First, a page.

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screen printing

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WordReference Random House Learner's Dictionary of American English © 2015
screen /skrin/USA pronunciation  n. [countable]
  • a device, usually a covered frame, that provides shelter, separates parts of a room, etc.:The doctor pulled the screen around the patient's bed.
  • Cinemaa surface on which motion pictures, etc., may be projected:They put up the screen and turned on the slide projector.
  • the motion-picture industry:His novel was a success on screen.
  • Electronicsthe part of a television or computer on which a picture is formed or information is displayed:The numbers danced across the computer screen.
  • anything that shelters or conceals:a screen of trees to block the strong winds.
  • a frame holding a mesh of wire, for placing in a window or doorway, etc., to allow air in and out but to keep out insects:There must be a hole in the screen.

  • v. [+ object]
  • to shelter or conceal with or as if with a screen:The tall trees screened the house from view.
  • to select, reject, consider, or group (people, etc.) by examining systematically:We screened several applicants for the job.
  • to provide with a screen or screens:to screen in the porch.
  • to project (a motion picture, etc.) on a screen:The movie version of[Robin Hood]will be screened next month.

  • WordReference Random House Unabridged Dictionary of American English © 2015
    screen  (skrēn), 
    1. a movable or fixed device, usually consisting of a covered frame, that provides shelter, serves as a partition, etc.
    2. a permanent, usually ornamental partition, as around the choir of a church or across the hall of a medieval house.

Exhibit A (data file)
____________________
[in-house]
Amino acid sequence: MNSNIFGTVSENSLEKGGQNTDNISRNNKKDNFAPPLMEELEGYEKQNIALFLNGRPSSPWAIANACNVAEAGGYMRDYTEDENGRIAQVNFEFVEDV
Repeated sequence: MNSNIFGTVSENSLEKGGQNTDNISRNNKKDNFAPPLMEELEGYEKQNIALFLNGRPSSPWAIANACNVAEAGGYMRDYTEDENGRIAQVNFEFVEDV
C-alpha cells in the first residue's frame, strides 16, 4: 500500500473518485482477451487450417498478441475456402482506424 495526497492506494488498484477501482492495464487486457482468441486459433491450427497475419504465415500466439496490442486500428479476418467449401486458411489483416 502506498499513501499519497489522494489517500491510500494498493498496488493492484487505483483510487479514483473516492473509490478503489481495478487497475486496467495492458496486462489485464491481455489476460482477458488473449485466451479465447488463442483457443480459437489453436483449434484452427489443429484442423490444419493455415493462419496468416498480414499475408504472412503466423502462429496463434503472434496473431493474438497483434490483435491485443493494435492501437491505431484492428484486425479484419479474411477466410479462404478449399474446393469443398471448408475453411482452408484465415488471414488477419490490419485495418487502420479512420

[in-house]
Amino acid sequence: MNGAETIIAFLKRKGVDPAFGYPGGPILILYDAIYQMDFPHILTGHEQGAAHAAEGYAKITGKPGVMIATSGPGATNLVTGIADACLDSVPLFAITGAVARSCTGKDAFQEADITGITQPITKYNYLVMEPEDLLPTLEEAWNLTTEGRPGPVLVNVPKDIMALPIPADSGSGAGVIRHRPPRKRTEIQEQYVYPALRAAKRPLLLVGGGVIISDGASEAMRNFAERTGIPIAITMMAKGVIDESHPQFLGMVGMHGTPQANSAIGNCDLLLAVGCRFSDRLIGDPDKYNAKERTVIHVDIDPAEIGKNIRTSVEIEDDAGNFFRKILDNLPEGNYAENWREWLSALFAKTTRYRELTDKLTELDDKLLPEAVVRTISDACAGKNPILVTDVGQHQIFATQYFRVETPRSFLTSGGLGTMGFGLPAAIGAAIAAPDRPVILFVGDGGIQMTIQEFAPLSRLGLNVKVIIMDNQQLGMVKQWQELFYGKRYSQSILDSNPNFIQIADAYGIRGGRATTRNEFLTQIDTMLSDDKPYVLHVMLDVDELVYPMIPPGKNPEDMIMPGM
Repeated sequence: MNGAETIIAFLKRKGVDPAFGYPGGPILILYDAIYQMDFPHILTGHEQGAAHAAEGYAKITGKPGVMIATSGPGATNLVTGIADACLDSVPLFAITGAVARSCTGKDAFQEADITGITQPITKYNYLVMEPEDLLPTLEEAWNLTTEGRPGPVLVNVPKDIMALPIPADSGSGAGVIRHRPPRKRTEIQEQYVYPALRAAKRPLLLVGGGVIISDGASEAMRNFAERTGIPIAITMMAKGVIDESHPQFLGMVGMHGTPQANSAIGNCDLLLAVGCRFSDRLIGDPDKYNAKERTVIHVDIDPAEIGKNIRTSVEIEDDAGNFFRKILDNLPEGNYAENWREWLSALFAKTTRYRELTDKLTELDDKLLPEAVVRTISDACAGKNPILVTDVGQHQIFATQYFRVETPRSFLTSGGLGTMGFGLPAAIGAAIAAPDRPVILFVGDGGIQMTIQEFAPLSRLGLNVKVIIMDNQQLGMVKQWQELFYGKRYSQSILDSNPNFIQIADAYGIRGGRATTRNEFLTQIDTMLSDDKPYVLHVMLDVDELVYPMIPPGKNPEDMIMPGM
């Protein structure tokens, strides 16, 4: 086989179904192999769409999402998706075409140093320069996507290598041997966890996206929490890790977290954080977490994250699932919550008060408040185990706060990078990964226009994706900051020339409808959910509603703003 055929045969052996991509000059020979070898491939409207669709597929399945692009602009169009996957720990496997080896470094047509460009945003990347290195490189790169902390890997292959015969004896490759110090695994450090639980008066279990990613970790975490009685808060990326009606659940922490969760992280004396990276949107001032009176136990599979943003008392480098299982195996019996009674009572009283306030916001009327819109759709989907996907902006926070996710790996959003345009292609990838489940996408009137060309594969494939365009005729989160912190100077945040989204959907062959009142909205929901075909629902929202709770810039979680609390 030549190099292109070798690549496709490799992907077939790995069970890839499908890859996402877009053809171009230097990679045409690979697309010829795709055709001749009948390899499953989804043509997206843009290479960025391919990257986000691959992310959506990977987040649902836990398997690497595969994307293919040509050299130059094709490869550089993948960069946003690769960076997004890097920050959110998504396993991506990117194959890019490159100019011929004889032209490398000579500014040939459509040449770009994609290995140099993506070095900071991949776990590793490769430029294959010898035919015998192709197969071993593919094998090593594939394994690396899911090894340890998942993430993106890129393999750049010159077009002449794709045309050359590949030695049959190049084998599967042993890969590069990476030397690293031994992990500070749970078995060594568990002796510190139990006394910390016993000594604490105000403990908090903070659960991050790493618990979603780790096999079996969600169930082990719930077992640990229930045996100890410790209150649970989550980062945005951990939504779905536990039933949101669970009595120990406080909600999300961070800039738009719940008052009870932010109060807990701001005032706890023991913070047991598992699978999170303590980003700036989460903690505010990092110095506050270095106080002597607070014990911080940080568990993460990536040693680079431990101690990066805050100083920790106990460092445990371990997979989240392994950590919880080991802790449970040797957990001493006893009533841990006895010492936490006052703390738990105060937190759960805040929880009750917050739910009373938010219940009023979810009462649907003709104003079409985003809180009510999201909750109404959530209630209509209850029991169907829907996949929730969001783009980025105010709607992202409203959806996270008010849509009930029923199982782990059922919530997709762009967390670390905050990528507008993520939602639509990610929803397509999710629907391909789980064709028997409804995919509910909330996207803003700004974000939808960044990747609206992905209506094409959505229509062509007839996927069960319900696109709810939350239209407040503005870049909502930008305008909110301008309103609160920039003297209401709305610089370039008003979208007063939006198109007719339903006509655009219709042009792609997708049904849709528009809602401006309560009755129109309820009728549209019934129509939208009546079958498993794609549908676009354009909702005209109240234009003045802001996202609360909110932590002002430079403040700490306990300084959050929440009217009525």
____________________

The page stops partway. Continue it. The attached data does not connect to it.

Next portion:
3. Cinemaa specially prepared, light-reflecting surface on which motion pictures, slides, etc., may be projected.
    4. motion pictures collectively or the motion-picture industry.
    5. Electronics[Electronics, Television.]the external surface of the large end of a cathode-ray tube of a television set, radar receiver, etc., on which an electronically created picture or image is formed.
    6. [Computers.]
        • Also called video screen. the portion of a terminal or monitor upon which information is displayed.
        • frame (def. 10).
    7. anything that shelters, protects, or conceals:a screen of secrecy; A screen of fog prevented our seeing the ship.
    8. a frame holding a mesh of wire, cloth, or plastic, for placing in a window or doorway, around a porch, etc., to admit air but exclude insects.
    9. Building, Mininga sieve, riddle, or other meshlike device used to separate smaller particles or objects from larger ones, as for grain or sand.
    10. a system for screening or grouping people, objects, etc.
    11. Military[Mil.]a body of troops sent out to protect the movement of an army.
    12. Military[Navy.]a protective formation of small vessels, as destroyers, around or in front of a larger ship or ships.
    13. Physics[Physics.]a shield designed to prevent interference between various agencies:electric screen.
    14. Electronics[Electronics.]See screen grid. 
    15. Photography[Photog.]a plate of ground glass or the like on which the image is brought into focus in a camera before being photographed.